Understanding Asset Classes: Equities
When a SMSF makes an equity investment it is effectively becoming a part owner in a company by taking an equity stake in the fortunes of that company. The proportion the SMSF holds in the company is its ‘share’, hence the expression of it being a ‘shareholder’.
Shares in companies do not have maturity dates as the company continues to operate as management changes over time and even as the nature of the underlying business of the company changes. That said, companies can be merged taken over or go out of business.
Direct and easy access to the Australian equity market has proved popular with SMSFs. The ability to buy and sell shares on-market provides liquidity for investors to manage a share portfolio. The price at which shares trade is determined by what sellers are will to sell for and buyers will to pay.
The Australian share market is a similar size as the Australian economy, however, accounts for a small proportion of the global equity market.
While there are over 2,000 companies listed on the ASX, it is characterised by a few large companies that participate in a few sectors such as, resources and financial services. The top 200 companies account for around 80% of the total value listed with many SMSFs holding a high proportion of investments in this grouping.
This domestic bias is not unusual as it reflects the greater understanding SMSFs have of local companies with easy access to real time news and information domestically.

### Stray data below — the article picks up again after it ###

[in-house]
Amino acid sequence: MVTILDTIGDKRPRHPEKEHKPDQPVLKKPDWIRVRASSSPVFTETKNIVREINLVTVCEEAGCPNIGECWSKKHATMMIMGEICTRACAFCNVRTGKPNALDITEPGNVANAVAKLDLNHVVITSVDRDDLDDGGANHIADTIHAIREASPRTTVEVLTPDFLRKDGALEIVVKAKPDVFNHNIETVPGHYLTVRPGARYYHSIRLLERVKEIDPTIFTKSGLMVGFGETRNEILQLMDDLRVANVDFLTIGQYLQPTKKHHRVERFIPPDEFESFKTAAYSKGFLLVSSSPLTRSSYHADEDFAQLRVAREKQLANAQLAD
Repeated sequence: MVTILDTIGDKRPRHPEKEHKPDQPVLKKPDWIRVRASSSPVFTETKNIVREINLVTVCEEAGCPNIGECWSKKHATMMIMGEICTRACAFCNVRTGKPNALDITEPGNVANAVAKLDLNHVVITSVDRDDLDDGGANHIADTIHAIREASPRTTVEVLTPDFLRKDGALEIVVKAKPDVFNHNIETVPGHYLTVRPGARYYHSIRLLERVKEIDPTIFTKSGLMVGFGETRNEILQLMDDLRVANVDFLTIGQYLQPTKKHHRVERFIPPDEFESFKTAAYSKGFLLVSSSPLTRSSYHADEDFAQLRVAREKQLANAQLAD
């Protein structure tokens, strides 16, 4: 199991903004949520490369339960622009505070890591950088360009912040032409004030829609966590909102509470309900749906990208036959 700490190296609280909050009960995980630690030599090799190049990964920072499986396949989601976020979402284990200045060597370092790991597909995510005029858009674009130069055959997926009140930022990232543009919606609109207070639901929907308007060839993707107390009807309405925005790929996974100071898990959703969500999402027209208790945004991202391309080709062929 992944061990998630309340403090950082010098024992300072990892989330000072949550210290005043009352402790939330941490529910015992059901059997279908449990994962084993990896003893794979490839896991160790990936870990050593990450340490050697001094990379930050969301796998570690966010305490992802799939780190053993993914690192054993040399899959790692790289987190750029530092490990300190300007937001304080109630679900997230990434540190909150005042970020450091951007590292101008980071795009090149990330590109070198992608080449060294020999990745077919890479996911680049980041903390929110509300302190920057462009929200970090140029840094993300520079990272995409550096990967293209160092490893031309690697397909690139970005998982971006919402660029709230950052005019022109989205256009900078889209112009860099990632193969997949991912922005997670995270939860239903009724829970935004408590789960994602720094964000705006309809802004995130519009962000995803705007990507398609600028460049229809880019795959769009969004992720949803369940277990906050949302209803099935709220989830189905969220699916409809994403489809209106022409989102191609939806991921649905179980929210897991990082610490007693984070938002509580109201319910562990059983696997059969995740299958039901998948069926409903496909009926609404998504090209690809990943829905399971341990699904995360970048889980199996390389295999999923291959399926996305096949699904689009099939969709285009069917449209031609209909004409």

Australian companies pay dividends from profits after tax and the payout ratio for Australian companies is high by global standards.
Having so much of the global equity market outside Australia and with many more sectors beyond resources and financial services available, there may be a case for SMSFs to consider diversifying away from the domestic bias of only holding Australian shares.
However, with many global share markets trading when it’s night in Australia, it may be difficult to make direct share investments and keep an eye on real time news and information. For this reason, it may be useful to consider using an investment manager who specialise in international shares. This could be achieved by investing with though a managed fund, where the manager, who may be based in the international market, has the expertise to make investment decisions for investors.
Global companies tend to have lower payout ratios than do Australian companies, choosing to reinvest earnings back into the company to achieve growth over the medium to long term
Share prices can be volatile and move significantly over short time frames. As a result, investors may not be able sell at an acceptable price or even sell at all if there are few or no buyers in the market.
With international shares, there are also currency considerations, which provide another dynamic as currency fluctuation can affect outcomes in terms of both growth and income.
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